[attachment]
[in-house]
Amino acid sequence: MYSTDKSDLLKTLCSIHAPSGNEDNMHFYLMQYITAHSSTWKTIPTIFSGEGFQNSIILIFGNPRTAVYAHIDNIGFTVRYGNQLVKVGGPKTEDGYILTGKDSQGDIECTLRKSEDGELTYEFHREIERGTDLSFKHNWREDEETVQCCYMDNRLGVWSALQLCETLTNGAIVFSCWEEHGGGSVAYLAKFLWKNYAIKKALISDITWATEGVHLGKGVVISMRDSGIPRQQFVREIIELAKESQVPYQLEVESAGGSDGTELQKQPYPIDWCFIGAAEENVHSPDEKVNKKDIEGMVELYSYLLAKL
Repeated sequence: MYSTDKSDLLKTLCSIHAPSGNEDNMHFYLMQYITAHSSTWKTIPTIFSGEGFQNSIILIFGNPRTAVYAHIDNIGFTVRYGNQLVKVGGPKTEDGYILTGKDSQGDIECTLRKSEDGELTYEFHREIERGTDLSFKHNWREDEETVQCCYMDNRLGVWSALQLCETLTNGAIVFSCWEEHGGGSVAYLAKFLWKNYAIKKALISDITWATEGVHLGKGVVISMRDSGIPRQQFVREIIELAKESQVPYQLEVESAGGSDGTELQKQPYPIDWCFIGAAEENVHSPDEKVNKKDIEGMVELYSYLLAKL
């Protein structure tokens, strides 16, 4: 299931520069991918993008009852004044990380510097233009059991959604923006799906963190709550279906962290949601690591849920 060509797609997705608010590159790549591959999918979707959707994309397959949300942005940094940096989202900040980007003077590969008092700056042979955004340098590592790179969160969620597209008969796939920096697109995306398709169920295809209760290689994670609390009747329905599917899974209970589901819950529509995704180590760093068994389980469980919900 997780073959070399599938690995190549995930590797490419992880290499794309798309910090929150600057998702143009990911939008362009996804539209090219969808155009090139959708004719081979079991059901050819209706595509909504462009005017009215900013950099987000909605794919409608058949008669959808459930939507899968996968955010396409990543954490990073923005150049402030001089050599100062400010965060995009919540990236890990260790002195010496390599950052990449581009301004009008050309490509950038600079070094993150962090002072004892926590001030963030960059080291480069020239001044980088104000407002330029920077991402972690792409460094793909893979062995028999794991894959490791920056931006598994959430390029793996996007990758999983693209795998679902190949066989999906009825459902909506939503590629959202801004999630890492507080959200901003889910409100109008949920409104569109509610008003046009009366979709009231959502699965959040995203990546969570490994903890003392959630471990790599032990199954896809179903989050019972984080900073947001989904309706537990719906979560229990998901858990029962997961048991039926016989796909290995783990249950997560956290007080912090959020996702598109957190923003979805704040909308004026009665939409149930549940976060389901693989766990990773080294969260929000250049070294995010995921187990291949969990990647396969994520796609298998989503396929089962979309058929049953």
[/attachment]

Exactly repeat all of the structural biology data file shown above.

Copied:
[in-house]
Amino acid sequence: MYSTDKSDLLKTLCSIHAPSGNEDNMHFYLMQYITAHSSTWKTIPTIFSGEGFQNSIILIFGNPRTAVYAHIDNIGFTVRYGNQLVKVGGPKTEDGYILTGKDSQGDIECTLRKSEDGELTYEFHREIERGTDLSFKHNWREDEETVQCCYMDNRLGVWSALQLCETLTNGAIVFSCWEEHGGGSVAYLAKFLWKNYAIKKALISDITWATEGVHLGKGVVISMRDSGIPRQQFVREIIELAKESQVPYQLEVESAGGSDGTELQKQPYPIDWCFIGAAEENVHSPDEKVNKKDIEGMVELYSYLLAKL
Repeated sequence: MYSTDKSDLLKTLCSIHAPSGNEDNMHFYLMQYITAHSSTWKTIPTIFSGEGFQNSIILIFGNPRTAVYAHIDNIGFTVRYGNQLVKVGGPKTEDGYILTGKDSQGDIECTLRKSEDGELTYEFHREIERGTDLSFKHNWREDEETVQCCYMDNRLGVWSALQLCETLTNGAIVFSCWEEHGGGSVAYLAKFLWKNYAIKKALISDITWATEGVHLGKGVVISMRDSGIPRQQFVREIIELAKESQVPYQLEVESAGGSDGTELQKQPYPIDWCFIGAAEENVHSPDEKVNKKDIEGMVELYSYLLAKL
């Protein structure tokens, strides 16, 4: 299931520069991918993008009852004044990380510097233009059991959604923006799906963190709550279906962290949601690591849920 060509797609997705608010590159790549591959999918979707959707994309397959949300942005940094940096989202900040980007003077590969008092700056042979955004340098590592790179969160969620597209008969796939920096697109995306398709169920295809209760290689994670609390009747329905599917899974209970589901819950529509995704180590760093068994389980469980919900 997780073959070399599938690995190549995930590797490419992880290499794309798309910090929150600057998702143009990911939008362009996804539209090219969808155009090139959708004719081979079991059901050819209706595509909504462009005017009215900013950099987000909605794919409608058949008669959808459930939507899968996968955010396409990543954490990073923005150049402030001089050599100062400010965060995009919540990236890990260790002195010496390599950052990449581009301004009008050309490509950038600079070094993150962090002072004892926590001030963030960059080291480069020239001044980088104000407002330029920077991402972690792409460094793909893979062995028999794991894959490791920056931006598994959430390029793996996007990758999983693209795998679902190949066989999906009825459902909506939503590629959202801004999630890492507080959200901003889910409100109008949920409104569109509610008003046009009366979709009231959502699965959040995203990546969570490994903890003392959630471990790599032990199954896809179903989050019972984080900073947001989904309706537990719906979560229990998901858990029962997961048991039926016989796909290995783990249950997560956290007080912090959020996702598109957190923003979805704040909308004026009665939409149930549940976060389901693989766990990773080294969260929000250049070294995010995921187990291949969990990647396969994520796609298998989503396929089962979309058929049953």